EUROPLANET links research institutions and companies active in planetary research in Europe and around the world. Planetary science covers the study of our solar system and those around other stars. It is an interdisciplinary field of research that covers astronomy and geophysics, robotic and human exploration of other planets, as well as the search for extra-terrestrial life.
As part of its mission, EUROPLANET organizes research access to Planetary Field Analogue (PFA) sites that provide the most realistic terrestrial geological-geomorphological analogues for volcanic, dry-and humid-cold, hot, highly saline and metalliferous and impact conditions for studies in support of current and forthcoming missions to Mars, the Moon and the icy moons of Jupiter.
Iceland is a perfect example of such a PFA and offers a multitude of different environments, including glacial and sub-glacial environments, lava fields of different ages, volcanic areas and active hydrothermal systems, that can be used for astrobiological and planetary research. Matis, which will coordinate the research projects in the frame of the Europlanet 2024 RI visits, has an extensive track record of conducting field research in Iceland, particularly with respect to surveys of life in extreme environments.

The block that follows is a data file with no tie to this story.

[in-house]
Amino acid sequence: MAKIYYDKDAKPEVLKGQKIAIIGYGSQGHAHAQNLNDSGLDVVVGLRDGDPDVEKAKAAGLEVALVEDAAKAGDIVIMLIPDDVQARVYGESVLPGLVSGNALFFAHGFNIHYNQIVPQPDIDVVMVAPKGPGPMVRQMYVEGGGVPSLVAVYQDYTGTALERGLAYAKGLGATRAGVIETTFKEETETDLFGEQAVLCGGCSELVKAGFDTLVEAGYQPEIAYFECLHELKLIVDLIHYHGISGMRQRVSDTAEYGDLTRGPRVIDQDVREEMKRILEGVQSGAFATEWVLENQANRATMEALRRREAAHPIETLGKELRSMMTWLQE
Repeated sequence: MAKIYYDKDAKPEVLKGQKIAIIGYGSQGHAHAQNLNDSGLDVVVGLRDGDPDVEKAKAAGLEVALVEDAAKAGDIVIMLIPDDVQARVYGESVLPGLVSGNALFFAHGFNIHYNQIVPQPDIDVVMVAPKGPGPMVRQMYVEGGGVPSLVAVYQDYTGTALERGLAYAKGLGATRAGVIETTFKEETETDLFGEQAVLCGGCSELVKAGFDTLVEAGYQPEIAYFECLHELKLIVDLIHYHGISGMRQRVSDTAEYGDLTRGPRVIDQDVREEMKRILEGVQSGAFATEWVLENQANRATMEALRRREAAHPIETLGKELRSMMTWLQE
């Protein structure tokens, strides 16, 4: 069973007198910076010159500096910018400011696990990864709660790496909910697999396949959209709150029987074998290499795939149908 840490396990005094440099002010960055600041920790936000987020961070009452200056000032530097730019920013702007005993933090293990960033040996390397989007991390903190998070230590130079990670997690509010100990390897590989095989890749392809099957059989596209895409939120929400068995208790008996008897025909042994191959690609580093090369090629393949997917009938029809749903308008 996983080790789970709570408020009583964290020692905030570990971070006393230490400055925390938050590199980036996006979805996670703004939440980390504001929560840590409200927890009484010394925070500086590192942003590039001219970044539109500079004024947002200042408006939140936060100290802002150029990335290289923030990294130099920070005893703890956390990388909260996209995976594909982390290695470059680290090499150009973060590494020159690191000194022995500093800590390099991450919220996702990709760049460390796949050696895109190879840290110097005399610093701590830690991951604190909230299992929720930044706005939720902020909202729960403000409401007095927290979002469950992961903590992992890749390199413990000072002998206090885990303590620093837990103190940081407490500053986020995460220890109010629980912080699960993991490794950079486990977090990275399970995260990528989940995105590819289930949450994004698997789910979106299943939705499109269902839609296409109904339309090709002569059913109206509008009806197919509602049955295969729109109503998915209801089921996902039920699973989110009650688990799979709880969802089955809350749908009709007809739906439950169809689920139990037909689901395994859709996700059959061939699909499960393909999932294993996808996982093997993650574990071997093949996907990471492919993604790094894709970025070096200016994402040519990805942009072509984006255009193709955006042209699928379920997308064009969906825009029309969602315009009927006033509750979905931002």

Matis will assist visitors in planning their field research, choosing appropriate sites and organizing the logistics to assess them. Visitors will also have access to biological laboratories and other research facilities. Information about open calls to apply for grants to access the Icelandic PFA sites can be found on the EUROPLANET website here.
Examples of research that has been carried out in the past and for which Iceland is particularly suited include:
- Physical, chemical and biological analyses and sampling in extreme Mars-analog environments to understand the capabilities and limits of microorganisms to exist under these conditions (e.g. under extreme heat or cold).
- Research into geological and geo-chemical interaction between rocks and microorganisms and how this might influence biosignatures/-markers on other planetary bodies.
- Field testing of equipment and methodologies that are supposed to be employed in future Mars Missions, e.g. sampling of putative biological specimens and tracers, remote-controlled vehicles, sensors and analytical instruments.
For more information on EUROPLANET, please visit the website: EUROPLANET Society
This project has received funding from the European Union’s Horizon 2020 research and innovation programme under grant agreement No 871149.